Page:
Indeed, I would be lying if I tried to pass off The Boogeyman as anything aside from semi-supernatural quasi-schlock, yet the film has a certain crude charm to it as a work directed by a deracinated kraut who seems to have next to nil interest in the horror genre as a whole. Centering around one of Lommel’s self-proclaimed favorite themes—childhood trauma and how such traumas haunt one for the rest of their lives—The Boogeyman is also a somewhat cryptically personal work for the director as a man who came of age in war torn Germany, stating of his less than ideal birth in Berlin in December 1944, “It was 20 degrees below zero. My mother wrapped me in a carpet because she had no blanket. Around us other babies were dying. Yet I survived, and ever since I always seem to find myself in the eye of the storm.” After meeting and living next door to Elvis Presley, whose rock music ‘liberated’ the director and inspired rebellion in him, Lommel ran away from home at the mere age of 16 in what would be a life-changing and somewhat tragic experience that created an irreparable rift with the filmmaker's father. As revealed in an interview in June 2012 conducted by Rory MacLean for the Goethe Institute London, Lommel’s father Ludwig Manfred Lommel—a rather famous German radio comedian who was described as the 'German Charlie Chaplin' and who was quite popular during the Weimar and National Socialist periods—called the cops on his son after he ran away from home, and when the angst-ridden 16 year old found out, he telephoned him and yelled “How could you do this to me, you old Nazi?” in what would be the last words he ever said to his father. In The Boogeyman, the themes of childhood trauma and a nasty irreparable break with one’s parents are explored in a most brutal supernatural fashion in its depiction of a killer mirror, thus expressing in a cryptic way the pain that Lommel undoubtedly laments on via the unlikely form of seemingly nonsensical cult horror.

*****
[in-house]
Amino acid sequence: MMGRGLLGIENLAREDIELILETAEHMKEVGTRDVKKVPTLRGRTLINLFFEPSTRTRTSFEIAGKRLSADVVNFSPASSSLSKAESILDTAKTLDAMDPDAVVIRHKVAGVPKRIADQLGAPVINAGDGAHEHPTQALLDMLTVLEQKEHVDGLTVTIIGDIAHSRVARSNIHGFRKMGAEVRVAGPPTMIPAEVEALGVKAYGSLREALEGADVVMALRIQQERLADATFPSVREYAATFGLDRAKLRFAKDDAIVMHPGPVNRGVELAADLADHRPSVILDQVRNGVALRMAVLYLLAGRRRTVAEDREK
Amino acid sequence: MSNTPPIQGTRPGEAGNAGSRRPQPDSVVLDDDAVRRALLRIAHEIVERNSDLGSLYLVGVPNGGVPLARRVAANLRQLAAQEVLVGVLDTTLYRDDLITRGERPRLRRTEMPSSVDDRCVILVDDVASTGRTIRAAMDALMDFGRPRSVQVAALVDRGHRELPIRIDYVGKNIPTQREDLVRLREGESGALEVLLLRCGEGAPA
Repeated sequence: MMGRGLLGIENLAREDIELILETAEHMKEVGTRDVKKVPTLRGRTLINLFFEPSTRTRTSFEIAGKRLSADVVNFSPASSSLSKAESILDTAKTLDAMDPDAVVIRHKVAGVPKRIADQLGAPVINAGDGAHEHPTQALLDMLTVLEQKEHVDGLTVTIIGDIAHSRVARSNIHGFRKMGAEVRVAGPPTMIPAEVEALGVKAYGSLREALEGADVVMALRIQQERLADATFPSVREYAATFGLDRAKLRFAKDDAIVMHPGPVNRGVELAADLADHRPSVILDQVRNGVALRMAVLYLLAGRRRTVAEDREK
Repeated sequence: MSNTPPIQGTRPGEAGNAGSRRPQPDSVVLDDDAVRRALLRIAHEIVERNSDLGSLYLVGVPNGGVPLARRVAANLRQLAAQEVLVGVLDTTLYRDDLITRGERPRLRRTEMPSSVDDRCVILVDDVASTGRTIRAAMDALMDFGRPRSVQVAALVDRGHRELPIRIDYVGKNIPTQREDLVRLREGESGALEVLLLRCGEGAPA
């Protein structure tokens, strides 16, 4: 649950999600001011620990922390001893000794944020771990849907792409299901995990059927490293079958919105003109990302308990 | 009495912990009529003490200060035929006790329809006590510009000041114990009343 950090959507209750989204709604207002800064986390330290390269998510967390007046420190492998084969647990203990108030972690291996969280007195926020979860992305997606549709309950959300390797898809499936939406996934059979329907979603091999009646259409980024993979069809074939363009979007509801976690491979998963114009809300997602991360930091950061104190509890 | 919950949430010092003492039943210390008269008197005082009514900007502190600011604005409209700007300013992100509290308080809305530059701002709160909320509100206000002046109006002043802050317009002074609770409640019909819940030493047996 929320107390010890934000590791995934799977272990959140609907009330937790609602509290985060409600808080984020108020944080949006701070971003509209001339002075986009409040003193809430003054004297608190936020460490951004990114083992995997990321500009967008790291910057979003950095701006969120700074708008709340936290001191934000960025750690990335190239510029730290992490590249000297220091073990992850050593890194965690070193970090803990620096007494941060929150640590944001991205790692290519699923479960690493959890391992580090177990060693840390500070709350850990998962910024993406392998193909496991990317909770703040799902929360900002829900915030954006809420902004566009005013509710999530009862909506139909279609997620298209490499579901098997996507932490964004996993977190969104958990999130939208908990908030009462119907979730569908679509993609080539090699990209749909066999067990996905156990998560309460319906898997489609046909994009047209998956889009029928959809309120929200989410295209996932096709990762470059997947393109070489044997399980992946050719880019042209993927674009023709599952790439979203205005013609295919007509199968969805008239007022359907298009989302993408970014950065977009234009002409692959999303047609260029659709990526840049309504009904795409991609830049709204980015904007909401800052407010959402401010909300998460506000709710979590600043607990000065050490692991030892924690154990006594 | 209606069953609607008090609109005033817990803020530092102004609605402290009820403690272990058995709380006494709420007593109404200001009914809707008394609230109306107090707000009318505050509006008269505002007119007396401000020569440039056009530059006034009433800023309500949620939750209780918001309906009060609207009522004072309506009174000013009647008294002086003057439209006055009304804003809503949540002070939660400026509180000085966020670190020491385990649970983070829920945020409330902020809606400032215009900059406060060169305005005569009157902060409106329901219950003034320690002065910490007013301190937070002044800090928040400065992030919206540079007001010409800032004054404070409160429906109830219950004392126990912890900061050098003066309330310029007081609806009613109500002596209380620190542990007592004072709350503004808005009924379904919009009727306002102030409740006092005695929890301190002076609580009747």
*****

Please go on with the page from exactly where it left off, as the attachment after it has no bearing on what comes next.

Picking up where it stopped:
As depicted at the beginning of The Boogeyman, when they were mere tiny tots, siblings Willy and Lacey watched through an outside window their masochistic and alcohol-addled mother having sadomasochistic sex with her degenerate boyfriend, and when the two loony lovers finally noticed the two child peeping toms, the boyfriend savagely gagged and tied the little boy to a bed. In a Michael Myers-esque revenge, Willy stabbed to death his mother’s boyfriend via a butcher knife after his sister untied him from the bed. Unfortunately, aside from being the one who untied her brother, thus acting as an involuntary accessory to the bloody butchering of her mother's batshit crazy boy toy, Lacey actually witnessed the killing in a mirror and the reflection will prove to haunt her—both literally and figuratively—for the rest of her life. Flash forward twenty years later and Lacey (Suzanna Love) is married to a cop named Jake (Ron James) and has a young son of her own. Unfortunately, Willy (played by Suzanna Love’s real-life brother Nicholas Love) did not grow up to be as 'well adjusted' as his sis as he has been a mute ever since he committed the murder and now does menial labor at a farm owned by his Aunt Helen (Felicite Morgan) where his sister and her family also lives. Since Lacey has never gotten over the night that her brother brutally murdered her lecherous mother’s boyfriend, she has horrible nightmares where she is stalked with a knife and tied to a bed like her bro Willy once was, so, at the recommendation of her loving hubby Jake, she decides to consult a psychiatrist named Dr. Warren (John Carradine, whose son David Carradine would later star in Lommel's Absolute Evil – Final Exit (2009)) so she can deal with and confront her irrational fears. After speaking with the psychiatrist and going through hypnosis, Lacey, with the help of her husband, decides to go visit her mother, who she has not seen since the murder, as well as the flashback-inducing house where she grew up in that has haunted her for entire life.